What it's Like to Live with Meniere's disease

You all asked for it, and here it is!

I have finally started making videos about Meniere’s disease! (and Tinnitus too.)

I actually made the decision last week but struggled to decide on what I should talk about first. And then it hit me. My very first video should be about raising awareness. It’s really hard to explain what it’s like to live with Meniere’s disease, and when the people closest to us don’t understand, we can’t expect more from anyone else.

I created this video to explain what it’s really like to live with, and to be diagnosed with Meniere’s disease. So that you all can have something simple to share with your friends and family. Something that just might get them to understand.

I hope you all enjoy it! And I promise there will be a lot more of these videos to come.

Make sure to subscribe to both of my new YouTube Channels:

Mind Over Meniere’s YouTube Channel

Rewiring Tinnitus YouTube Channel – I have already created two videos about learning to live with Tinnitus! One about what it actually means to habituate to the sound, and the other about the strategies I used to habituate.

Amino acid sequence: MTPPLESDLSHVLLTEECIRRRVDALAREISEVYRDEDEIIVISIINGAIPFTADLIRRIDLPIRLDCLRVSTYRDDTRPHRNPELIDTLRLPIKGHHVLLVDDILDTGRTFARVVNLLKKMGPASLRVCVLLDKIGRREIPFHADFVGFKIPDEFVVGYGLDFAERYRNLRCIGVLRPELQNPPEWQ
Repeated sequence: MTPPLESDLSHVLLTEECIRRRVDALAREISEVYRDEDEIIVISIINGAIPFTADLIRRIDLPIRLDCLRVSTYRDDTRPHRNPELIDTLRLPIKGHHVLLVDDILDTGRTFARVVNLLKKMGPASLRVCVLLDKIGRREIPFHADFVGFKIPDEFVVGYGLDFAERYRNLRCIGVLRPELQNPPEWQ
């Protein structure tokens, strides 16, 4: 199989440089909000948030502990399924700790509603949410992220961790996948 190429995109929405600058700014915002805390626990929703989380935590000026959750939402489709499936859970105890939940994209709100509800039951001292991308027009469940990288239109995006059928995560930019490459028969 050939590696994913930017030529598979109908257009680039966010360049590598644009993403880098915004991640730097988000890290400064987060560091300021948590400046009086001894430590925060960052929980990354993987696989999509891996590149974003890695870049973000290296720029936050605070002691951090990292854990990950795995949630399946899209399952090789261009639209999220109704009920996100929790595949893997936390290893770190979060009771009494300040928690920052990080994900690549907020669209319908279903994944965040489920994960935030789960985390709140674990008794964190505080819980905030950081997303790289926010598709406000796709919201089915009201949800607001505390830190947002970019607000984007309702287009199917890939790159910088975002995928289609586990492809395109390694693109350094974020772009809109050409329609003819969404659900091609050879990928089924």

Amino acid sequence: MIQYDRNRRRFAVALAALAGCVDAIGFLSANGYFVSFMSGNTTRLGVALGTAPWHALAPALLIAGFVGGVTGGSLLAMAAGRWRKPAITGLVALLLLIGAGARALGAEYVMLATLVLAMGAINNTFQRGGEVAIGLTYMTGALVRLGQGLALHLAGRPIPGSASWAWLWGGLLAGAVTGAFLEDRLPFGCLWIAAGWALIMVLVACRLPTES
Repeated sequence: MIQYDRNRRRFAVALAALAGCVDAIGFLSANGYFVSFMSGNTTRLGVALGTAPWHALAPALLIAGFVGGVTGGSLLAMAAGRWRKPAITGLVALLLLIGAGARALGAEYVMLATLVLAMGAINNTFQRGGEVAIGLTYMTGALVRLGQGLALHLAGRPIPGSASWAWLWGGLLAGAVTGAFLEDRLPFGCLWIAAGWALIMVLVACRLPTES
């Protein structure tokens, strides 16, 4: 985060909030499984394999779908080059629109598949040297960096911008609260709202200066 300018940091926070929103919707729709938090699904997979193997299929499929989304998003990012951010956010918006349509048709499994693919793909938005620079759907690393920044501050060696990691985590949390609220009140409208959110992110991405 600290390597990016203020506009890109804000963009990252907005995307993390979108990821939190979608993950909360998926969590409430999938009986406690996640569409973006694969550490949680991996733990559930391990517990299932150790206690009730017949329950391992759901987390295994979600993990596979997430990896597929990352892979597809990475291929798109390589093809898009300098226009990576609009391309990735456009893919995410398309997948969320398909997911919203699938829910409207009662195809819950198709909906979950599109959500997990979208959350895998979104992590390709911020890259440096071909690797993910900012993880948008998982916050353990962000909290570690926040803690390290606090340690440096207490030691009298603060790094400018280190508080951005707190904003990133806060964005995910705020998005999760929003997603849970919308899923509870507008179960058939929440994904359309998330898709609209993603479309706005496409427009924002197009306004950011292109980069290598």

I hope you enjoyed the video! If you have any suggestions, comments, feedback, or if you have a good idea for a video topic, be sure to leave a comment below. Thanks everyone!

  1. Well done Glenn, I already read in your book and articles what you said, but it was a real pleasure to hear you talking about it .

      • I’ve been suffering for 6 months. Can’t drive and I’m loosing my mind. I suffer from RA in my lower spine also caused from multiple spine surgeries. I’ve been everywhere and tried everything but lymphatic massage and adjusting my nose. I’m loosing everything from this nightmare.